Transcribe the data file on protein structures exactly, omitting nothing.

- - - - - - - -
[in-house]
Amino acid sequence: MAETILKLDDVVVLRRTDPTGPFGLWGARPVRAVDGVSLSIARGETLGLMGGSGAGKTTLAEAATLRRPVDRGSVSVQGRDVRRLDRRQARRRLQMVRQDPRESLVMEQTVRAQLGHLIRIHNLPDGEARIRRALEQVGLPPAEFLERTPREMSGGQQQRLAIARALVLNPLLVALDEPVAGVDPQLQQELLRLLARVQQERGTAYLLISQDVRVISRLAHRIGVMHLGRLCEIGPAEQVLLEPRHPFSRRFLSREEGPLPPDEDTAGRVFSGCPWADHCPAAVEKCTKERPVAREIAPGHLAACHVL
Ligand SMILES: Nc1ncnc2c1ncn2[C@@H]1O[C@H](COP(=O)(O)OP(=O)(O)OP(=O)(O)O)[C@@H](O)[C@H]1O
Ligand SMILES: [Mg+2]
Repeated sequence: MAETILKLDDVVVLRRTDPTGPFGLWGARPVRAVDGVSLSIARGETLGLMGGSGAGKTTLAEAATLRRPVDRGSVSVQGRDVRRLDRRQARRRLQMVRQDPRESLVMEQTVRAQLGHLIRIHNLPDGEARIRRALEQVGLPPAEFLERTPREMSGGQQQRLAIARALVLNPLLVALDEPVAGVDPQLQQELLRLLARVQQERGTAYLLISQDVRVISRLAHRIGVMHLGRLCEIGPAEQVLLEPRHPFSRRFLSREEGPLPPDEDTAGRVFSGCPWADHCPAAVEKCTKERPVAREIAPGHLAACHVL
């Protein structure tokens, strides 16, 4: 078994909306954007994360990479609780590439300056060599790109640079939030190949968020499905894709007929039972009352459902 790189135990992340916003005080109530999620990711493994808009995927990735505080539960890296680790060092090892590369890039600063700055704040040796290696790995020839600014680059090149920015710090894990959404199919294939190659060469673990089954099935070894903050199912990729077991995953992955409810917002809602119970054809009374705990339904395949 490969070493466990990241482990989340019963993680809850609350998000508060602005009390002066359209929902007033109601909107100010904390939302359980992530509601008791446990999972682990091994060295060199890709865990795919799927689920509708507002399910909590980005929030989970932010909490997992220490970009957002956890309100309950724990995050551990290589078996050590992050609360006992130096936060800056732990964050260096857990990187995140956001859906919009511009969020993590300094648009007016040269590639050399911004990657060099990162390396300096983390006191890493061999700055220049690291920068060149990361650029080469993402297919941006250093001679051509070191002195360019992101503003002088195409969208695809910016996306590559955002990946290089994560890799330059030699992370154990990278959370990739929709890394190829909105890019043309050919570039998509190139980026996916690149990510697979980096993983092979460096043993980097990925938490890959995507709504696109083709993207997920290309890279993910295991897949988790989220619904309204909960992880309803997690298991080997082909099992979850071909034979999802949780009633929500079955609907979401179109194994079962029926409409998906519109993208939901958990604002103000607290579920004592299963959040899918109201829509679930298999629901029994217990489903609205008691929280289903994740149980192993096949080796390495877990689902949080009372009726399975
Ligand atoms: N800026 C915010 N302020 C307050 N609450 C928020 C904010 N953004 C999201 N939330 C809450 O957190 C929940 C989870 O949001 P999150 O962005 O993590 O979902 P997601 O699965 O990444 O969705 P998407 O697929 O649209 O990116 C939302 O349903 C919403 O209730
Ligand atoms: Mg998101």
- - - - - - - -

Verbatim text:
[in-house]
Amino acid sequence: MAETILKLDDVVVLRRTDPTGPFGLWGARPVRAVDGVSLSIARGETLGLMGGSGAGKTTLAEAATLRRPVDRGSVSVQGRDVRRLDRRQARRRLQMVRQDPRESLVMEQTVRAQLGHLIRIHNLPDGEARIRRALEQVGLPPAEFLERTPREMSGGQQQRLAIARALVLNPLLVALDEPVAGVDPQLQQELLRLLARVQQERGTAYLLISQDVRVISRLAHRIGVMHLGRLCEIGPAEQVLLEPRHPFSRRFLSREEGPLPPDEDTAGRVFSGCPWADHCPAAVEKCTKERPVAREIAPGHLAACHVL
Ligand SMILES: Nc1ncnc2c1ncn2[C@@H]1O[C@H](COP(=O)(O)OP(=O)(O)OP(=O)(O)O)[C@@H](O)[C@H]1O
Ligand SMILES: [Mg+2]
Repeated sequence: MAETILKLDDVVVLRRTDPTGPFGLWGARPVRAVDGVSLSIARGETLGLMGGSGAGKTTLAEAATLRRPVDRGSVSVQGRDVRRLDRRQARRRLQMVRQDPRESLVMEQTVRAQLGHLIRIHNLPDGEARIRRALEQVGLPPAEFLERTPREMSGGQQQRLAIARALVLNPLLVALDEPVAGVDPQLQQELLRLLARVQQERGTAYLLISQDVRVISRLAHRIGVMHLGRLCEIGPAEQVLLEPRHPFSRRFLSREEGPLPPDEDTAGRVFSGCPWADHCPAAVEKCTKERPVAREIAPGHLAACHVL
């Protein structure tokens, strides 16, 4: 078994909306954007994360990479609780590439300056060599790109640079939030190949968020499905894709007929039972009352459902 790189135990992340916003005080109530999620990711493994808009995927990735505080539960890296680790060092090892590369890039600063700055704040040796290696790995020839600014680059090149920015710090894990959404199919294939190659060469673990089954099935070894903050199912990729077991995953992955409810917002809602119970054809009374705990339904395949 490969070493466990990241482990989340019963993680809850609350998000508060602005009390002066359209929902007033109601909107100010904390939302359980992530509601008791446990999972682990091994060295060199890709865990795919799927689920509708507002399910909590980005929030989970932010909490997992220490970009957002956890309100309950724990995050551990290589078996050590992050609360006992130096936060800056732990964050260096857990990187995140956001859906919009511009969020993590300094648009007016040269590639050399911004990657060099990162390396300096983390006191890493061999700055220049690291920068060149990361650029080469993402297919941006250093001679051509070191002195360019992101503003002088195409969208695809910016996306590559955002990946290089994560890799330059030699992370154990990278959370990739929709890394190829909105890019043309050919570039998509190139980026996916690149990510697979980096993983092979460096043993980097990925938490890959995507709504696109083709993207997920290309890279993910295991897949988790989220619904309204909960992880309803997690298991080997082909099992979850071909034979999802949780009633929500079955609907979401179109194994079962029926409409998906519109993208939901958990604002103000607290579920004592299963959040899918109201829509679930298999629901029994217990489903609205008691929280289903994740149980192993096949080796390495877990689902949080009372009726399975
Ligand atoms: N800026 C915010 N302020 C307050 N609450 C928020 C904010 N953004 C999201 N939330 C809450 O957190 C929940 C989870 O949001 P999150 O962005 O993590 O979902 P997601 O699965 O990444 O969705 P998407 O697929 O649209 O990116 C939302 O349903 C919403 O209730
Ligand atoms: Mg998101």